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County mulls cuts to balance budget

April 04, 2001

County mulls cuts to balance budget



By SCOTT BUTKI

scottb@herald-mail.com

Washington County is considering a balanced budget that would cut $1.6 million from the county schools' allocation next year, County Administrator Rodney Shoop said Tuesday.

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The balanced budget proposal would also shave $50,000 from the Sheriff's Department's budget request for the next fiscal year, which begins July 1.

Shoop said he and Budget and Finance Director Debra Bastian are preparing the balanced budget proposal at the commissioners' request and will present their suggestions at the commissioners' April 10 meeting.

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Shoop said that if the County Commissioners vote to balance the budget, the Board of Education and the Sheriff will have to determine where to cut their planned expenditures.

"That would be unfortunate for our education system," Board of Education member Roxanne Ober said. Some of the increases in the Board of Education's budget projection are unavoidable, such as fuel prices and negotiated teacher salary increases, Ober said.

The current budget proposal for next year fully funds the county Board of Education's projected operating costs at $69.8 million, which is $6 million, or 9.4 percent, more than the current year's budget of $63.8 million.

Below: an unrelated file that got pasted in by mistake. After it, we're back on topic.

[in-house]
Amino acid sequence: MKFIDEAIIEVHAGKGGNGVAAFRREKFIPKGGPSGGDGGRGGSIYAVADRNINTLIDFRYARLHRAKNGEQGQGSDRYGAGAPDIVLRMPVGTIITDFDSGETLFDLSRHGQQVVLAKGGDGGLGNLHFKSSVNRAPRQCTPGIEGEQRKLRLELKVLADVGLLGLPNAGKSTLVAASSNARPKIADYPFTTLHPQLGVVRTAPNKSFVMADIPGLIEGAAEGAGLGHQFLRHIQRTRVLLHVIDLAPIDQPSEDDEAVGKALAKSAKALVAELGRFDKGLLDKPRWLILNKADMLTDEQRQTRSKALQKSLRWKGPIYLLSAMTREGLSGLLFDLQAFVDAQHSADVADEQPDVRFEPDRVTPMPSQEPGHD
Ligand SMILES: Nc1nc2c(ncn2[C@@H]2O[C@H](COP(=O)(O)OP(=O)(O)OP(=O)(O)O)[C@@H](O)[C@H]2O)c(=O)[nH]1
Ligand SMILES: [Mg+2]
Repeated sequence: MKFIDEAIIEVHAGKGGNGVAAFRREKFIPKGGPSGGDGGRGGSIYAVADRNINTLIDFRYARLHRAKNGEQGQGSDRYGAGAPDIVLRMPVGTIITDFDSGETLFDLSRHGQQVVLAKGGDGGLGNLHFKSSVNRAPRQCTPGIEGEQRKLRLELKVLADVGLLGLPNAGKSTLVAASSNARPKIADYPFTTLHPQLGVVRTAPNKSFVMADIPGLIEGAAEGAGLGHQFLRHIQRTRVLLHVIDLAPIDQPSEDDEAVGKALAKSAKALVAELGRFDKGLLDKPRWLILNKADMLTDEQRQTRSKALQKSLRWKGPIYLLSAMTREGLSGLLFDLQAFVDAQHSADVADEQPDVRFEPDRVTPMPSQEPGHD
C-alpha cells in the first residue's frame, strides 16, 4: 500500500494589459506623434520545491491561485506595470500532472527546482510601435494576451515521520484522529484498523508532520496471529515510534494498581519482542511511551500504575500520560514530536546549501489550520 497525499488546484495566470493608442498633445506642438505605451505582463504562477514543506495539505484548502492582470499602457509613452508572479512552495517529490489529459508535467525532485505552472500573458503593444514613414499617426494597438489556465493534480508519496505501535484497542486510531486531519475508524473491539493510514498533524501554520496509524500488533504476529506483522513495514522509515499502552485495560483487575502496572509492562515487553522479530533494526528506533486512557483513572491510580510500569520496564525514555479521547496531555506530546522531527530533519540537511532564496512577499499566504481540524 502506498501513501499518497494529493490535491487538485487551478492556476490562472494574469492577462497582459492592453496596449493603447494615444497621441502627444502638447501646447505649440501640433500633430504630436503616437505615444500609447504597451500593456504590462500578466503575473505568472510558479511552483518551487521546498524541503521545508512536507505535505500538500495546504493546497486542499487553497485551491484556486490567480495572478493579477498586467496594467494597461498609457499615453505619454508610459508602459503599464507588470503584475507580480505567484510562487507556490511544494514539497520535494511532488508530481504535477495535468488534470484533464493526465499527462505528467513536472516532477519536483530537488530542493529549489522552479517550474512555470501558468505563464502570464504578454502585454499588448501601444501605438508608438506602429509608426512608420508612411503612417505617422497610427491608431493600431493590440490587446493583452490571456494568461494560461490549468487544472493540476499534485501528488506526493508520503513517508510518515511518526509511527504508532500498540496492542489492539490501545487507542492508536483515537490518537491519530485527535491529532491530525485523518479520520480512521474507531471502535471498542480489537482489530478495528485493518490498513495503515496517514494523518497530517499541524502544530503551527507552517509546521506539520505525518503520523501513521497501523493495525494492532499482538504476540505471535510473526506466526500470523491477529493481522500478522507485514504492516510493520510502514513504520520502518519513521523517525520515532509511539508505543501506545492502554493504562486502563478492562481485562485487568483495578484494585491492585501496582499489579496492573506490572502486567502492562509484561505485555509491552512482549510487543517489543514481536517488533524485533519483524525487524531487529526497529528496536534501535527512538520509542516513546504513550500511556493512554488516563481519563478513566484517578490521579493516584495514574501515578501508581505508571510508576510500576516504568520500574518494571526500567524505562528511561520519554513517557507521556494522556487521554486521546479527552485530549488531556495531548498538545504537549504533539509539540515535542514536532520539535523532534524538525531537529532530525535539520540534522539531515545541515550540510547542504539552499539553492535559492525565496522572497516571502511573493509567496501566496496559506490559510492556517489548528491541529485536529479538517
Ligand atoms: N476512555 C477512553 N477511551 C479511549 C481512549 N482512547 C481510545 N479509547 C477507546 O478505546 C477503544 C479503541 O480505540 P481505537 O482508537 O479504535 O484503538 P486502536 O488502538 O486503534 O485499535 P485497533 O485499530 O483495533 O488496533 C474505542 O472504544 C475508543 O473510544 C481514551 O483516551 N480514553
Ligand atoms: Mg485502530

If the commissioners vote to adopt the preliminary balanced budget proposal at their April 10 or April 17 meeting, they will hold a public hearing May 8 on the proposal, Shoop said.

The current budget proposal shows a $1.7 million shortfall. Washington County projects $131 million in expenses, but only $129 million in revenues next fiscal year.

The projected shortfall was originally $700,000, but the commissioners voted to add another $1 million to the budget proposal to fund capital improvement projects, Shoop said.

At this point last year in the budget process, the commissioners had to deal with a $6 million shortfall. The budget was eventually balanced with cuts and tax hikes.

Commissioner Bert L. Iseminger said he was not prepared Tuesday to try to find $1.7 million in cuts. He suggested using county department heads' help instead to find places to make cuts.

"If we tell them to make more (cuts), they will make more," Iseminger said.

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